There are a number of double lifts in Cliff Green's book that he used on platform work for many years.
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Postby Jonathan Townsend » 03/18/05 08:56 AM

Originally posted by Ivanovich:
...But all of that aside, the _real_ problem with doubles is that they aren't conducive to holding the card(s) up so that an audience can see them...
Agreed. Once one takes the audience into account, a different kind of procedure is almost I went after that issue while working on the card trick called "Now!" and other material developed at that time.

Oddly, the double lift itself addresses this issue. It's the recent fascination with the double turnover that may have misdirected so many cardmen.
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Postby Guest » 03/18/05 09:32 AM

""But all of that aside, the _real_ problem with doubles is that they aren't conducive to holding the card(s) up so that an audience can see them...
""

Chris, I have actually adapted the strike double a bit to allow for "holding or lifting" for audience views. It requires newer cards, but it is adaptable.

Also, I guess the question is, who are you playing for? Close up or stage? The double's fine when its used close up, imho.

I use a double for Luke Jermay's RGM followed by a normal lift. I have tried to mimmick the movemet of the double to match that of a my single, but no one ever questions it because the double is being shown to a single individual while the single is shown to the audience as a whole. Why show a double on stage or to more then one?
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Postby Danny Archer » 03/18/05 02:07 PM

Richard's original description is very good ... for me I use the pad of my second finger when doing the strike double ... I have also found that applying slight pressure with the left thumb helps also ...
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Postby sam_scott10 » 07/17/13 06:18 AM

hey i read you were having trouble with the double lift. -_- its such a pain to try get the hang of but i think time and practice is really all you need. Although i learned the double lift here on this website and it was pretty good. i don't know if you want check it out or not.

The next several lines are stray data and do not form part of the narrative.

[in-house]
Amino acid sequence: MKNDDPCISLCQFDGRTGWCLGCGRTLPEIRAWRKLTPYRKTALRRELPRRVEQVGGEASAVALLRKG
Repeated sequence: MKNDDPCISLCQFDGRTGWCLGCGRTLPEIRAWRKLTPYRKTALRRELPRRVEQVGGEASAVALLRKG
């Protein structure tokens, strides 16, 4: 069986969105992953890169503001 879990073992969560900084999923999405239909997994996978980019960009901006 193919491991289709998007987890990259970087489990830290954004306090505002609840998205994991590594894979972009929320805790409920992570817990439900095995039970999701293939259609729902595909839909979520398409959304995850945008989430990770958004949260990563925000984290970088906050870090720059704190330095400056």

http://magicdownunder.com/double-lift/
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Postby erdnasephile » 07/17/13 07:52 AM

Since this Zombie thread lives once more, I'll mention that JIS's chapter on the double lift in Devious Standards is an extremely useful resource.

I use a variant of Nash's Knock-Out double, as well as Bob White's Flash double for particular applications.

I am also keen to get Mr. Racherbaumer's recent manuscript on unloading that double.
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Postby AnthonyBrahams » 07/23/13 02:24 PM

Ross Bertram has some excellent Double Lifts in the Magic Ltd. books, especially the one also on page 43 in David Ben's "Tricks" (a great book).
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Postby El Mystico » 07/29/13 12:44 PM

Oh, this thread reminds me how this forum used to be; until Certain People left, and Certain People joined...
One aspect of the hit double lift is, that frankly, it looks unnatural.
But - it is an issue that Dai 'Mr Natural' Vernon addressed in the third edition of Expert Card Technique.
Ahem...so old it's new...
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Postby Doug Conn » 07/29/13 05:41 PM

Thanks for that "tip" Richard
That's a nice finesse that reads like butter. Ill enjoy toying with the technique (I'm not a fan of the hit/strike, but I think it might have other used: especially with small packets) anyway; tx
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Postby seraph127 » 08/25/13 03:55 PM

Richard Kaufman wrote:Here is a quick description of the Hit Double Lift.
Hold the deck in dealing position in your left hand.
With the base of your left thumb, bevel the deck to the right (i.e., the upper cards are spread farther than the lower cards).
Your right hand, held so the palm is facing to the left, approaches your left hand. Your right first fingertip (the fleshy pad) hits the inner right corner of the deck on the right long side.
Your right first fingertip touches the edge of the top card (made accessible by the bevel). Lift it a HAIR, then curl your finger a bit until it touches the second card and lift it as well. Then curl your finger a bit more and allow the edges of both cards to fall together.
Run your first fingertip, now joined by your second fingertip, up to the center of the right long side. Drag the double card to the right until its left long side meets your left fingertips, then tip it over so it lands face up on the deck.
Questions?
When you become proficient with this technique you can pick up both edges with one "hit" and you won't need to pick them up singly and let them fall together.


This sounds a lot like the method described in The Card Magic of Le Paul.